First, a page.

ECG Wave form on oscilloscope with PIC?

Thread Starter

Pinnacle187

Joined Apr 28, 2016
16
Hello everyone, does anyone have an idea how to display an Electrocardiogram waveform on an oscilloscope using a PIC16F88 or 16F84a. I have a the idea of how the physical conection of the PIC should be, but I have no idea how to display a wave form of funcion on an oscilloscope. This is the image of the waveform...:
 

ronv

Joined Nov 12, 2008
3,770
Hello everyone, does anyone have an idea how to display an Electrocardiogram waveform on an oscilloscope using a PIC16F88 or 16F84a. I have a the idea of how the physical conection of the PIC should be, but I have no idea how to display a wave form of funcion on an oscilloscope. This is the image of the waveform...:
I don't think you need a PIC, but you do need a good amplifier.
 

Sensacell

Joined Jun 19, 2012
2,754
Are you asking for a method of storing and playing back a sampled version of the waveform using a PIC?

The hardest part will be getting the waveform into a format that can be stored in memory.
Once you have that sorted, you can set up a timer that paces playback of sequential samples stored in memory, either via a PWM output or a DAC. (digital to analog converter) The waveform can be looped to create a continuous output.
 

Thread Starter

Pinnacle187

Joined Apr 28, 2016
16
Are you asking for a method of storing and playing back a sampled version of the waveform using a PIC?

The hardest part will be getting the waveform into a format that can be stored in memory.
Once you have that sorted, you can set up a timer that paces playback of sequential samples stored in memory, either via a PWM output or a DAC. (digital to analog converter) The waveform can be looped to create a continuous output.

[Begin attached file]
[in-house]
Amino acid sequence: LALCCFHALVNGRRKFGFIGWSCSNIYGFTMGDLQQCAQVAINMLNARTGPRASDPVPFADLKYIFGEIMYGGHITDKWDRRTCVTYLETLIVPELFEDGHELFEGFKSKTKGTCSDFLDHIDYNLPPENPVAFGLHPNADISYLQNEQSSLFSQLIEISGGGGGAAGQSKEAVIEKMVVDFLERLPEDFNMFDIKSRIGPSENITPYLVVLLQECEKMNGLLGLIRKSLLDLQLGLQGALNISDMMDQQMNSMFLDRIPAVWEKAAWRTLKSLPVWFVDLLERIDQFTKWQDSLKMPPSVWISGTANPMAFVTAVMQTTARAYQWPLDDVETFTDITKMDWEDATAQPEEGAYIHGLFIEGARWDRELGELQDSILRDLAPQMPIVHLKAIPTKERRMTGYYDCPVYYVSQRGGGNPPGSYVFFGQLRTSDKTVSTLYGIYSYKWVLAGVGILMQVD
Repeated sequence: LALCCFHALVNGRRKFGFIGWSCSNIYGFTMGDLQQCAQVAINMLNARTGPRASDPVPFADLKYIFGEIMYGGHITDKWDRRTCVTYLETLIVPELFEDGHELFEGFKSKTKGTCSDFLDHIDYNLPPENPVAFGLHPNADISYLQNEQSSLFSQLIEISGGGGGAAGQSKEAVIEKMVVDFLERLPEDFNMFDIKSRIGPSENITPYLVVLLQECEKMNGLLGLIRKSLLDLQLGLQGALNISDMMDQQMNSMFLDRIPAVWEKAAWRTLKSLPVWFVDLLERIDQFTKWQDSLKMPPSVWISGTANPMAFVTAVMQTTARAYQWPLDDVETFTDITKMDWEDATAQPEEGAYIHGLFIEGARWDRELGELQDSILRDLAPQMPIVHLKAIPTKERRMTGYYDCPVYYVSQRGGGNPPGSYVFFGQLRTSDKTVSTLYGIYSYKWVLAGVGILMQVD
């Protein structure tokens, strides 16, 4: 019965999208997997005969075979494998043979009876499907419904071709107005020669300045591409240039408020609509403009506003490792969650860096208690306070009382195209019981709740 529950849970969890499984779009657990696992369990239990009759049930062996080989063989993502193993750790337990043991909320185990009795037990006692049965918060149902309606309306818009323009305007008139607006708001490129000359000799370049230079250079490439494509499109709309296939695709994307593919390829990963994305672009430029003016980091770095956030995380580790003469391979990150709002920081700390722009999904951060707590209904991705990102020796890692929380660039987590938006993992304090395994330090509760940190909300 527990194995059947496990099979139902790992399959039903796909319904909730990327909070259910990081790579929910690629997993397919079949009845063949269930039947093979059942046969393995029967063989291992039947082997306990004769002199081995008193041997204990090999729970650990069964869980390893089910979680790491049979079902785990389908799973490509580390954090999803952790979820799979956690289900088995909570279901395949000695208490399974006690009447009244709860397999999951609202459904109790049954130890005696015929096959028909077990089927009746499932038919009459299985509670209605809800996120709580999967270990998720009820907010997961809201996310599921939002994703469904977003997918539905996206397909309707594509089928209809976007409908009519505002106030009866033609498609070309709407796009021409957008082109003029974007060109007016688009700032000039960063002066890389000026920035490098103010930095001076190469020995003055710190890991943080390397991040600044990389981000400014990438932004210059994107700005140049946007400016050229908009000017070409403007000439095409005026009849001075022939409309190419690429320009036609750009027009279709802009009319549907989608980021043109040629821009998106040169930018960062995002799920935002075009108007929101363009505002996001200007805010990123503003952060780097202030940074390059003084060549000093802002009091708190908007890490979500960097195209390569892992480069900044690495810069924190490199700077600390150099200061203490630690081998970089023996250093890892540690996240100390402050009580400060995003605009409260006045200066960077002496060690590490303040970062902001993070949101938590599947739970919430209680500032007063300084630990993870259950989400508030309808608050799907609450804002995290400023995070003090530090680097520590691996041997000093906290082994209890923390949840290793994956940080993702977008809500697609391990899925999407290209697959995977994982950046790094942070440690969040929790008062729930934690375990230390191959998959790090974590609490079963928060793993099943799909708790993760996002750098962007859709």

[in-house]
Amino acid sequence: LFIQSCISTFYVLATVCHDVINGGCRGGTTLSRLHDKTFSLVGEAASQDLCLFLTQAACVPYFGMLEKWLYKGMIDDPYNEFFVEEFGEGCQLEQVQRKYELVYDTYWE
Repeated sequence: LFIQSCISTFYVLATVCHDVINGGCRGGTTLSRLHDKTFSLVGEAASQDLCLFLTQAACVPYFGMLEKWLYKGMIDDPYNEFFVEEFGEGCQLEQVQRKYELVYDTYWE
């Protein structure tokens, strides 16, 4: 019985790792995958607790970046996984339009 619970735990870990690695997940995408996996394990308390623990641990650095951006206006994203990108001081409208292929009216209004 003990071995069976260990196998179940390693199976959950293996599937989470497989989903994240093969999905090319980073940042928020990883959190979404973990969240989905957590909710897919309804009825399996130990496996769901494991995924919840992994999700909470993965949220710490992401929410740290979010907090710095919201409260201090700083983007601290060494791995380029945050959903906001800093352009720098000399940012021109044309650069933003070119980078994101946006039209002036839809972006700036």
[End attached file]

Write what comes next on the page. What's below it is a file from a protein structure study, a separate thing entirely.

Yeah essencially, I'm "simulating" and ECG (electrocardiograph). Yes, I knew I'd need to use a converter, but i don't know how to store a waveform, I'm a newbie at this.
 

AlbertHall

Joined Jun 4, 2014
11,100
Can I also mention safety here. There must be no risk of high (mains) voltages getting to pads connected across someone's heart. The amplifier and PIC can easily be battery powered but unless the 'scope is battery powered it should be isolated from the rest of the circuitry - probably easiest using opto-isolators.
 

Thread Starter

Pinnacle187

Joined Apr 28, 2016
16
Can I also mention safety here. There must be no risk of high (mains) voltages getting to pads connected across someone's heart. The amplifier and PIC can easily be battery powered but unless the 'scope is battery powered it should be isolated from the rest of the circuitry - probably easiest using opto-isolators.
You are right really, but I only intend to see thewaveform in the scope, and not conect anything to the peron; it's more like simulatine the waveform.
 

AlbertHall

Joined Jun 4, 2014
11,100
So the waveform is a list of data points now?
The '88 has a PWM (use to output an analog voltage) and enough memory to store your waveform in.
 

DickCappels

Joined Aug 21, 2008
7,154
A classic approach that works well is to have a table of values, say 1/250 (a number out of the air) of a cycle. Every so many microseconds, fetch the next sample from the table and output it to a DAC. When you get to the end of the table, start over at the beginning. The start of a cycle would be a good time to send a trigger pulse to the scope. The waveform appears at the output of the DAC.

See the example in the text file below.
 

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